Africa aims for substantial reductions in disaster losses

Source(s): United Nations Office for Disaster Risk Reduction - Regional Office for Africa
Delegates at the 4th High Level Meeting on Disaster Risk Reduction (Photo: UNISDR)
Delegates at the 4th High Level Meeting on Disaster Risk Reduction (Photo: UNISDR)

YAOUNDE, 23 July 2015 – Representatives of 37 African governments today agreed to work together to achieve substantial reductions in disaster losses over the next 15 years, including reductions in mortality, the numbers of people affected and the economic damage caused by natural and human-induced hazards.

The 4th High Level Meeting on Disaster Risk Reduction issued the Yaoundé Declaration requesting the Africa Union to lead on aligning Africa’s strategies with the targets outlined in the Sendai Framework for Disaster Risk Reduction, endorsed last month by the UN General Assembly.

Africa has suffered 131 droughts over the last 20 years and has also seen a sharp rise in other climate-related disasters including floods, storms and heatwaves. Last year over 6.8 million Africans were affected by 114 major reported disasters.

Africa is the first continent to meet specifically to discuss how to achieve the targets of the Sendai Framework, adopted in March at the World Conference on Disaster Risk Reduction. Focussing on reducing or eliminating disaster risk is crucial for the economic and social development of African countries.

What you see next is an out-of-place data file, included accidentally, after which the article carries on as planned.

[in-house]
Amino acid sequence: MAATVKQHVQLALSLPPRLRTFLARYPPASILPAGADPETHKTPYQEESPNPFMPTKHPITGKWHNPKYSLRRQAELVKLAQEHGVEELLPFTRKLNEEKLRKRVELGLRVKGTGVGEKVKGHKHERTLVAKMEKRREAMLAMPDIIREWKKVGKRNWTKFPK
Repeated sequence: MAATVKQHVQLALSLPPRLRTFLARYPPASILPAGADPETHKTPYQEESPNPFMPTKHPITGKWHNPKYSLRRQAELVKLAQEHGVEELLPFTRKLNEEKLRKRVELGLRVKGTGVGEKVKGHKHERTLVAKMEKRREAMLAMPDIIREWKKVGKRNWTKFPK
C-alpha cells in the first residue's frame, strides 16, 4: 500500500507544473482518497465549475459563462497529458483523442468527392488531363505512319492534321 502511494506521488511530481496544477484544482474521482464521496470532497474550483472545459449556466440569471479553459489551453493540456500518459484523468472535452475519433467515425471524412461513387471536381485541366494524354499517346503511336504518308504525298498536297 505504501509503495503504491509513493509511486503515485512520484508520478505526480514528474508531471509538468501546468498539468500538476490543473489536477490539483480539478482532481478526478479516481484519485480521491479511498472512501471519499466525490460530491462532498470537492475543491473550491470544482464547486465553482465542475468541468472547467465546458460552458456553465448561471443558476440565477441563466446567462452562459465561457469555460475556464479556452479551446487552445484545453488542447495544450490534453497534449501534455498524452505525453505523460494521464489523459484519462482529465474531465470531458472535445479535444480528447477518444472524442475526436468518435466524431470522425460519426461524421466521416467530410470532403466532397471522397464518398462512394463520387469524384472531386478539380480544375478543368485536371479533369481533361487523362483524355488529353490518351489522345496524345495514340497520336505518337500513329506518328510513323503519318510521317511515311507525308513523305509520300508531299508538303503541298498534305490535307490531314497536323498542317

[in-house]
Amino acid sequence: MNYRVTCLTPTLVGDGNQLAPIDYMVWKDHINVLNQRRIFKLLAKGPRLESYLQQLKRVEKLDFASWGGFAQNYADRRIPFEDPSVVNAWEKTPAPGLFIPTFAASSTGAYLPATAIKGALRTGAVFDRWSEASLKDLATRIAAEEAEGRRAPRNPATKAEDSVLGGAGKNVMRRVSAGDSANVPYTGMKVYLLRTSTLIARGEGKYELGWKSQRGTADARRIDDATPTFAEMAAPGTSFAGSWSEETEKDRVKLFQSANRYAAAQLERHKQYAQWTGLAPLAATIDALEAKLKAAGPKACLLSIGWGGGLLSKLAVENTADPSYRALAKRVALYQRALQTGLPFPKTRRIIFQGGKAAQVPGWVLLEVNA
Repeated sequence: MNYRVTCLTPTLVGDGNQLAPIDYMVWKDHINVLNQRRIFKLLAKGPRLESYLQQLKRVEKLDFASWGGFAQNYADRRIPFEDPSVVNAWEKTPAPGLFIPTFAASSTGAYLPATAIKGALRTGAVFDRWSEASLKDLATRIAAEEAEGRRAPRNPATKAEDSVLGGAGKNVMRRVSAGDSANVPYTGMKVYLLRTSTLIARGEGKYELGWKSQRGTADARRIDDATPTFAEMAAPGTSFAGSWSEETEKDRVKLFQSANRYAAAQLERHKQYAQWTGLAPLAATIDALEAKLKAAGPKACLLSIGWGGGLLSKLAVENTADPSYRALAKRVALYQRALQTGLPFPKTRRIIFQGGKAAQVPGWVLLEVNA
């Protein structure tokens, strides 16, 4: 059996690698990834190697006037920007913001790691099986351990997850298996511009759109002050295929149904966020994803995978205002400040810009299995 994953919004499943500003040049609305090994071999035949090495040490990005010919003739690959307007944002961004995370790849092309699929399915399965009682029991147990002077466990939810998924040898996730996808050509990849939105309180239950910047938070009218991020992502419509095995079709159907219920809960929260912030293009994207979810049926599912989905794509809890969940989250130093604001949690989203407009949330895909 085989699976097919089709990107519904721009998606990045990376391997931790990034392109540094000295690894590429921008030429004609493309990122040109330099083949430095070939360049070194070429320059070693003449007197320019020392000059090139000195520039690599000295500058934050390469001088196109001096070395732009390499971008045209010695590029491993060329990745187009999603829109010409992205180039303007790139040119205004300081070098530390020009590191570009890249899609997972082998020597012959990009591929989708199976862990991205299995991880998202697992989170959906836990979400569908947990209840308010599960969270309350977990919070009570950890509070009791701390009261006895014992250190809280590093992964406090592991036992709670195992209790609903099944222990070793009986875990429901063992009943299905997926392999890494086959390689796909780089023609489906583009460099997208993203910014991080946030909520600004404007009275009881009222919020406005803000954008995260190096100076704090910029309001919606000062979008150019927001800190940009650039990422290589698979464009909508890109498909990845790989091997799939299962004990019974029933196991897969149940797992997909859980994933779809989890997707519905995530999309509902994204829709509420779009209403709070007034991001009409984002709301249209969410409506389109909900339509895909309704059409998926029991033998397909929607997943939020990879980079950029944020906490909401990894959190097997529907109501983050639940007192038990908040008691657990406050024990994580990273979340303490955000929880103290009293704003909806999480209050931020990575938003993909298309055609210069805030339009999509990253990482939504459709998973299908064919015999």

“We have an opportunity now to take ownership of the Sendai Framework and put in place a mechanism for implementing it,” said H.E. Amadou Ali, Vice-Prime Minister of the Republic of Cameroon.

The head of the UN Office for Disaster Risk Reduction, Margareta Wahlström, said: “Africa is setting the pace for the post-2015 Development Agenda through its clear statement of high-level commitment here today to achieving substantial reductions in disaster losses. The Sendai Framework calls for a change in emphasis from managing disasters to managing disaster risk which is critical in a region where floods and storms are the main cause of recurring damage to schools, hospitals and other health facilities.”

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